Parsoua Shirzad, RESET team researcher and SFU’s Master of Public Policy Program graduate, is researching the daily challenges Indigenous peoples in Canada face in accessing basic resources necessary to achieve a self-reliant and resilient standard of living centred on the goals, ambitions, and standards identified by Indigenous communities. She argues that re-establishing harvesting rights and building harvesting capacity are actionable areas of focus for achieving Indigenous food sovereignty.

“The need for more women in sciences goes beyond issues of fairness and ethics; women are imperative to researching ecosocial and equitable transformation because research is more accurate when gender is considered. Diversity enhances the collective intelligence of the research group, and is foundational to improving health and safety outcomes.”

“The reality that women do not have the same opportunities as men, is a loss for STEM. Social and scientific innovation cannot progress without gender balance in the division of labour and tasks. Not only will this contribute to equal opportunity to pursue and thrive in STEM careers, but it will also narrow the gender pay gap, enhance women's economic security, ensure a diverse and talented STEM workforce, and prevent biases in these fields.”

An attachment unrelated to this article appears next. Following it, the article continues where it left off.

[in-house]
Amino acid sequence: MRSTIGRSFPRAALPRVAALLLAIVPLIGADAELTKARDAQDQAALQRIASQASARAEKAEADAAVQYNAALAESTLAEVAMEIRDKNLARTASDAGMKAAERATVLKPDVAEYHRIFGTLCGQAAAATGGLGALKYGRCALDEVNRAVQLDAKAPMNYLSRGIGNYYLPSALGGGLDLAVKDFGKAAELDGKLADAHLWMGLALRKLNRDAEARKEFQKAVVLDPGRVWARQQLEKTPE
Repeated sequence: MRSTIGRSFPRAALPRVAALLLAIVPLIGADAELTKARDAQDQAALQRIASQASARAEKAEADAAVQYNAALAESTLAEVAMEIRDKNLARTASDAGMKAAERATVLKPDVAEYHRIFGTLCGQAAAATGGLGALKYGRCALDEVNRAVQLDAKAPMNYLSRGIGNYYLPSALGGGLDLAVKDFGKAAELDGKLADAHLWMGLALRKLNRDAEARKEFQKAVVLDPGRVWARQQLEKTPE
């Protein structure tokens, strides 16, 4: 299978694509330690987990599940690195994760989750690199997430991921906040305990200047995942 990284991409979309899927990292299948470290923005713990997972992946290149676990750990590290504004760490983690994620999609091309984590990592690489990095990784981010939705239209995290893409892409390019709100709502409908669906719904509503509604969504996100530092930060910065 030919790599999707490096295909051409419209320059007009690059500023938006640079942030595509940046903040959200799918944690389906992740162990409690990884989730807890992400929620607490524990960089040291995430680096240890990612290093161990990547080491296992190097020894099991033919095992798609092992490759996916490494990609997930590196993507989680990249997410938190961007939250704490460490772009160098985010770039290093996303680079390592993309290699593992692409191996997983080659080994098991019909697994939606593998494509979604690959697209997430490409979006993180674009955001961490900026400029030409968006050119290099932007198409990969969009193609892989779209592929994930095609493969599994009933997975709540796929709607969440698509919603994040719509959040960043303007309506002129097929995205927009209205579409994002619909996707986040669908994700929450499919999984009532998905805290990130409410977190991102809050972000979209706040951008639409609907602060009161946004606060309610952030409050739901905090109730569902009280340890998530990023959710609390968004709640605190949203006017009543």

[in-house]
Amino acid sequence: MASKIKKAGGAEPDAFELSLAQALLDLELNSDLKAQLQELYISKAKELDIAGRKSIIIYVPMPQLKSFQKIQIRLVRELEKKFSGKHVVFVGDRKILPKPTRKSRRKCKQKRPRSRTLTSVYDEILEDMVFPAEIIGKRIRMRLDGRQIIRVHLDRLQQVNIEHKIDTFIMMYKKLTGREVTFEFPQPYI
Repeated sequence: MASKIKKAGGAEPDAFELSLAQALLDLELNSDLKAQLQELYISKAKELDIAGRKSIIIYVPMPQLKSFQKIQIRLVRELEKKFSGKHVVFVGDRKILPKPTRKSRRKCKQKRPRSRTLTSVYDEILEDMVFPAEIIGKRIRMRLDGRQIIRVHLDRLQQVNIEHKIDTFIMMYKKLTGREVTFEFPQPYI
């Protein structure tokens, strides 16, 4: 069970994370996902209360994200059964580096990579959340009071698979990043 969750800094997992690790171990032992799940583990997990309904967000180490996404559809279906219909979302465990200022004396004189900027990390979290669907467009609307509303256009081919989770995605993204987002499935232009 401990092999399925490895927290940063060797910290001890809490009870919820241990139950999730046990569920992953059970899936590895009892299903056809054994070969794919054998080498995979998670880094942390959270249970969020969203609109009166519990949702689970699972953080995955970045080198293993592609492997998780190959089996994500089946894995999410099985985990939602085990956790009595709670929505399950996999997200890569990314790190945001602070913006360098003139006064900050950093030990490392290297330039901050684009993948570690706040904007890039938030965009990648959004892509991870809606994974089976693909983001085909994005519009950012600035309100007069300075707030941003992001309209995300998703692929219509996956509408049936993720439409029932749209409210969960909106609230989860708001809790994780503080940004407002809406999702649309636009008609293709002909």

Sadeem Fayed

Sadeem Fayed is an FHS PhD student working as a research associate with pewaseskwan Indigenous Wellness Research Group on the Peers4Wellness project to support Indigenous women (cis-gender, trans-gender), Two-Spirit people and non-binary folks who have lived and/or living experiences with Hepatitis C and/or HIV. By introducing Indigenous-centred approaches to healthcare and health research, the program aims to respond to the community’s vision for Indigenous-responsive Hepatitis C and HIV care.

“Peers4Wellness is an Indigenous health research study that is driven by the calls of the Truth and Reconciliation Commission of Canada and the National Inquiry into Missing and Murdered Indigenous Women and Girls. Through Indigenous, matriarchal and communal leadership on Indigenous health, Peers4Wellness holds space within the STEM fields for prioritizing Indigenous ways of knowing, being and doing while harmonizing with compatible Western sciences.”

Christiana Onabola

Christiana Onabola, a PhD candidate in the Faculty of Human and Health Sciences at UNBC, is working on research that draws attention to the potential use of the Sustainable Development Goals as a cross-sectoral platform for exploring how externalities of the land-water-energy nexus impact the equitable distribution of social and ecological determinants of health at a watershed scale.

Gislason concluded by saying “Issues that we work on, such as climate change or the links between human, animal and community health equity tend to be wicked problems that cannot be solved by using the same logic, tools and processes that created the problems in the first place. Big questions facing our world tend to be complex and require insights from a range of areas of experience and expertise, which includes traditional knowledges and insights gathered from people surviving, resisting and innovating within contexts of structural marginalization, including diverse groups of women, girls, and gender diverse people. We are excited about the world that we are imagining and about working together to build this future one project at a time.”